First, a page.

Business Travel Is Returning. Here’s What You Need to Know Now

Cecilia Nysing


Experts predicted business travel would return by fall, but a recent Global Rescue survey found that business travelers are already taking to the skies, roads and rails. 


Photo courtesy of Bruce Mars via Unsplash

The pandemic crushed business travel for more than a year, but new information reveals road warriors are returning to the skies, roads and rails for business and sales meetings. Experts predicted business travel would return by fall, but a recent Global Rescue survey found more than half of business travelers (61 percent) have already taken their first multiday domestic business trip.

Business travel is returning due to climbing COVID-19 vaccination levels and the gradual reduction in government quarantine and testing requirements. Nevertheless, post-pandemic travel barriers linger, especially when it comes to international business travel. 

According to the survey, which polled more than 1,700 of Global Rescue’s current and former members between July 27-31, 2021, 17 percent of business travelers have already taken their first multiday international business trip of the year. A little more than a quarter (27 percent) expect to do so between now and March 2022. 

Business and human resource leaders are evolving work schedules from pandemic-prompted work-from-home mandates into hybrid models with staff working remotely some days and from the office on other days. If the pandemic demonstrated anything about remote working, it is that productive work can be done from almost anywhere, and people are going to take advantage of that.

The survey results mirror that expectation. More than half of respondents (54 percent) who travel for business reported that their company is using, or going to use, a hybrid model of work on and off site. But most of the business travelers surveyed (61 percent) said that a hybrid work model will not reduce their business travel despite the availability of online conferencing apps like Zoom, Webex by Cisco and Microsoft Teams.

The reason is simple. Not all types of work are as effective if key employees are working remotely from their internal and external counterparts. More than 90 percent of business travelers surveyed said in-person business and sales meetings are “without a doubt” or “generally” more successful than video conferencing. Fewer than 9 percent said video conferencing was more successful than in-person business and sales meetings.

While video conferencing will likely reduce total business travel volume in the near term there is no substitute for being in the same room with others. According to the survey, video conferencing will have a mixed impact on business travelers.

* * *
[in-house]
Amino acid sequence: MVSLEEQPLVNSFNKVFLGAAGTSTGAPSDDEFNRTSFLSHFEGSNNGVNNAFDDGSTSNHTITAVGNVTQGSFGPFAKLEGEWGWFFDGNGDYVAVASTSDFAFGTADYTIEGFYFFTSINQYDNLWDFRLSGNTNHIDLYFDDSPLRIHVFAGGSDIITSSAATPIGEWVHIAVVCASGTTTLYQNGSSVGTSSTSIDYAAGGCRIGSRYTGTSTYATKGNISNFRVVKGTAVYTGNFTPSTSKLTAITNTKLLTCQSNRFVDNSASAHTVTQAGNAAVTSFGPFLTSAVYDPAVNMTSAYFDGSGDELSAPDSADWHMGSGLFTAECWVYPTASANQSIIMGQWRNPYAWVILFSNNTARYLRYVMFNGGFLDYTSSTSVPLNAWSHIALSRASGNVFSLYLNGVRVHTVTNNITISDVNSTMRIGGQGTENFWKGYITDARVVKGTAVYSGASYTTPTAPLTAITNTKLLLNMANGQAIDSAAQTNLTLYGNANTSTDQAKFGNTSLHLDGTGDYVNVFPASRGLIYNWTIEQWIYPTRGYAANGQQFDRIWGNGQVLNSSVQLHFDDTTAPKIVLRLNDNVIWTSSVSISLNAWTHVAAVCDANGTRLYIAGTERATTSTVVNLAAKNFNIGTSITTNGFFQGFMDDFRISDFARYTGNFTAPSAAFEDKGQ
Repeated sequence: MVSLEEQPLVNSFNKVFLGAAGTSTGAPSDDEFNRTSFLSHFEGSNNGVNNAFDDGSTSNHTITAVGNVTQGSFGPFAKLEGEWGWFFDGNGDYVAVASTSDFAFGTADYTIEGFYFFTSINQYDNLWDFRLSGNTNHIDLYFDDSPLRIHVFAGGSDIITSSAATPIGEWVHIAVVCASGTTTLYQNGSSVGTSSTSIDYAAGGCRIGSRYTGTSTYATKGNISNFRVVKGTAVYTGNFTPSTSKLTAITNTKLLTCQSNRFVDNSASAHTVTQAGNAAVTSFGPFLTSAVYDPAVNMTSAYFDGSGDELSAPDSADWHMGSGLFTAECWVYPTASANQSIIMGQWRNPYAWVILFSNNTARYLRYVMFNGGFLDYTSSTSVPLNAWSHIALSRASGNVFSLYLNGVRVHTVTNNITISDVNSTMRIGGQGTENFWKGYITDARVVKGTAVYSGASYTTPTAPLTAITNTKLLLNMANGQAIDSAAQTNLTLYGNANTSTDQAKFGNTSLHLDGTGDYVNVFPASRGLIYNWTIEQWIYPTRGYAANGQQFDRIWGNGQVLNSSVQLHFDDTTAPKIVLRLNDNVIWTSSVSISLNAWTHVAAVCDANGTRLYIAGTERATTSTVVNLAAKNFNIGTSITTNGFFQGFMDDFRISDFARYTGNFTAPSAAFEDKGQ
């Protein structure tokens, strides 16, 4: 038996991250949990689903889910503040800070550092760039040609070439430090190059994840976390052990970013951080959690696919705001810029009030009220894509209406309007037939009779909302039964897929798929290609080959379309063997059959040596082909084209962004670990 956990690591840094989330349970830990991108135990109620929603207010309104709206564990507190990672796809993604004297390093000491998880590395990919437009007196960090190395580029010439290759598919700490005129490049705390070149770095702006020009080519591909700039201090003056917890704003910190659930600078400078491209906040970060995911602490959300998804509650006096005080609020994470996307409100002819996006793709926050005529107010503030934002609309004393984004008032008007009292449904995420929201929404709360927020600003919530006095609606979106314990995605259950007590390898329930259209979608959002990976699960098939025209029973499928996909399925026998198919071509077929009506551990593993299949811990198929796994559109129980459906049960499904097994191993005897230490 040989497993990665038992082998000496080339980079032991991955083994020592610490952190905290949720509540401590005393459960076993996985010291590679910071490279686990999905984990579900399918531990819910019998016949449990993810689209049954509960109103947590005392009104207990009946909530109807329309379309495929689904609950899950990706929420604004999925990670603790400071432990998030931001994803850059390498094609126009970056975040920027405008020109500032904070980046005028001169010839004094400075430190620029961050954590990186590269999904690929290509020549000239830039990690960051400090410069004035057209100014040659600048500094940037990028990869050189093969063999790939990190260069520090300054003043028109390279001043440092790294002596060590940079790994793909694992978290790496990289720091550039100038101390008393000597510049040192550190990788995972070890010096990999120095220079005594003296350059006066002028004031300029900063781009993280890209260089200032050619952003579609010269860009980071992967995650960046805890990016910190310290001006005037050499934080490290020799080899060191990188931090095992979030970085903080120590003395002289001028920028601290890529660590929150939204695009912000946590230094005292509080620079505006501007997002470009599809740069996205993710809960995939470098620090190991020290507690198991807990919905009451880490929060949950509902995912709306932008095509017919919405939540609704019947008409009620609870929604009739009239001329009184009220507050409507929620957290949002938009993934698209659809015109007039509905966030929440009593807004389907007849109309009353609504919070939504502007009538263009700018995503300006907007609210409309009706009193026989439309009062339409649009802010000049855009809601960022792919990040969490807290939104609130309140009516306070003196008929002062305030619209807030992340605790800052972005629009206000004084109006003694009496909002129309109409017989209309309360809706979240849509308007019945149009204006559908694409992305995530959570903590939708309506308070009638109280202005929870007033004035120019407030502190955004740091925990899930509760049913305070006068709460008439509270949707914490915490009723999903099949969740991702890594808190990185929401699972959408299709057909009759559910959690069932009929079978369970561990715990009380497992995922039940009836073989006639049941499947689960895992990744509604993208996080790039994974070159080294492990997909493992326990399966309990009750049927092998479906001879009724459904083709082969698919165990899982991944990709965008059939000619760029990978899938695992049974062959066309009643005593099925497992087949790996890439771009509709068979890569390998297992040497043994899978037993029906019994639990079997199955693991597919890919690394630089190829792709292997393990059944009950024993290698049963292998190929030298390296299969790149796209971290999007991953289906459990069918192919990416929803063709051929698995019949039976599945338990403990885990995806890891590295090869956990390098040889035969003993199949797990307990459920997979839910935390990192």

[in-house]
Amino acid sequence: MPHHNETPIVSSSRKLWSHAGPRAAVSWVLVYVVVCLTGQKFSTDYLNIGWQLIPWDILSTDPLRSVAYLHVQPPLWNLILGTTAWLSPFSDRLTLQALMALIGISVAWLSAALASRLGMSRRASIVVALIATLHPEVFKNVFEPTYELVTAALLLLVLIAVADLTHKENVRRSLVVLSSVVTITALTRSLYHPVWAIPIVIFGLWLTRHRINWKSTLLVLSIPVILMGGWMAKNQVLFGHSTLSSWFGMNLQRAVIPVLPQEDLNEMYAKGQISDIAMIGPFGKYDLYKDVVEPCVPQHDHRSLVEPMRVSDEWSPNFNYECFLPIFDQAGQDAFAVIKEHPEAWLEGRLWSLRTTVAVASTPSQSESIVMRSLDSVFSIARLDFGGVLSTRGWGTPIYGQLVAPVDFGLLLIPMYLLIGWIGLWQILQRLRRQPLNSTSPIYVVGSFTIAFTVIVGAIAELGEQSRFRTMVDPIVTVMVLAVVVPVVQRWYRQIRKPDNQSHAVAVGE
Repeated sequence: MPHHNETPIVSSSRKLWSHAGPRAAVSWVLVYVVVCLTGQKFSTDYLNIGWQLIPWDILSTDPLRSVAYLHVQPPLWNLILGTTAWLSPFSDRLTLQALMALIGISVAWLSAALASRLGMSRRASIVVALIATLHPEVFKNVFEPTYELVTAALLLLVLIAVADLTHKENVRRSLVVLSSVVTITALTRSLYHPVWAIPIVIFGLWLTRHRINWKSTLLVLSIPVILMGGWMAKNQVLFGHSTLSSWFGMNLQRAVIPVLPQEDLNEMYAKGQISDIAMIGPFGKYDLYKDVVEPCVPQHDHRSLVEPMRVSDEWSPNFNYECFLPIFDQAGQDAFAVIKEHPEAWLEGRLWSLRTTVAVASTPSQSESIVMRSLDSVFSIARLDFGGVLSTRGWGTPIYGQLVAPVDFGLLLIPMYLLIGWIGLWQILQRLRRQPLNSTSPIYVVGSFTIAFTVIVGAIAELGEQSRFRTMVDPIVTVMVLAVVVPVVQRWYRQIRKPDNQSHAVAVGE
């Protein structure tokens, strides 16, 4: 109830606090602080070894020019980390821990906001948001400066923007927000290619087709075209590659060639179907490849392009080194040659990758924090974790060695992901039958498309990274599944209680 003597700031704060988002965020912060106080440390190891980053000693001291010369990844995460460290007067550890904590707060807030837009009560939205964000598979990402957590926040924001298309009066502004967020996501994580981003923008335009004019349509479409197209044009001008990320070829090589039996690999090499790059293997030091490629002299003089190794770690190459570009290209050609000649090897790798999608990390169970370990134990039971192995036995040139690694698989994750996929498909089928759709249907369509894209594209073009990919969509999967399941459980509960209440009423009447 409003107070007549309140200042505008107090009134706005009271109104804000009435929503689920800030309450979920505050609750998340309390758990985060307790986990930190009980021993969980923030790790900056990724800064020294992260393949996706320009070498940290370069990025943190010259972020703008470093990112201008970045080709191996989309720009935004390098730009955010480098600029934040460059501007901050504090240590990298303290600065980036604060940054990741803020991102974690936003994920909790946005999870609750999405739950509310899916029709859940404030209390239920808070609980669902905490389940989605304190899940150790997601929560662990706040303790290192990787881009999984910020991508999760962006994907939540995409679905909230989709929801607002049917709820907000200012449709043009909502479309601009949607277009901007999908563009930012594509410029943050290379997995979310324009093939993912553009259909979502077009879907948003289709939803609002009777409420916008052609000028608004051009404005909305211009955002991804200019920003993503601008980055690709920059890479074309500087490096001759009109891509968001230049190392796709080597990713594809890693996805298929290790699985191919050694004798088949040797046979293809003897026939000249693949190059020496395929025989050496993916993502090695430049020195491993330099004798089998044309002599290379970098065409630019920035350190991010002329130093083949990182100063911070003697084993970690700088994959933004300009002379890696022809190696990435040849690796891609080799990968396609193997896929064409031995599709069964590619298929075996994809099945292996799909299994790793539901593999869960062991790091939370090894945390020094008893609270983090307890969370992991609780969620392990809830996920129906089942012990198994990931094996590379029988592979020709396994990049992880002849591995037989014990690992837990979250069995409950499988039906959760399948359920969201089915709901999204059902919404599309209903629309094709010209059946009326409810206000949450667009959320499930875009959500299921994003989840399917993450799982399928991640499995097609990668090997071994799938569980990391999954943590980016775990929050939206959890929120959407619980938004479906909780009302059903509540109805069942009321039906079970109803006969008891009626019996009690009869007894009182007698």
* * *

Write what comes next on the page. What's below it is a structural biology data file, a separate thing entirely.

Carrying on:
Thirty-five percent of business travelers said they expect video conferencing to replace about half of routine business travel in the future. Another 27 percent said they expect to use video conferencing sparingly and return to routine business travel for in-person business and sales meetings as the pandemic health threat abates. Sixteen percent said they believe video conferencing will replace most of the business travel for in-person business meetings and sales meetings. More than a fifth (21 percent) said they don’t use video conferencing in their business.

The biggest concerns about future work-related travel among business travelers are being quarantined, being infected with coronavirus, borders closing, poor medical infrastructure at their destinations and insufficient emergency response by their company to help during a medical or security emergency. 

Never have business leaders been more aware and more concerned, about travel risk management and the duty of care they have to their traveling employees. Today, the risk profile for business travel is different, and business traveler awareness is at an all-time high.

Mitigating those risks falls to an organization’s chief security officer, travel manager and human resources director, who are accountable for the development and oversight of policies, programs and logistics that protect traveling staff. Employees turn to them to do everything possible to keep them as safe as possible. CEOs rely on them, too, because they carry a duty-of-care responsibility to their people, to take care of them and to avoid exposing them to any unnecessary or undue risk.

Dan Richards is the CEO of Global Rescue, the world’s leading provider of medical, security, evacuation and travel risk management services. He currently serves on the U.S. Travel and Tourism Advisory Board at the U.S. Department of Commerce and is a global member of the World Travel and Tourism Council. 

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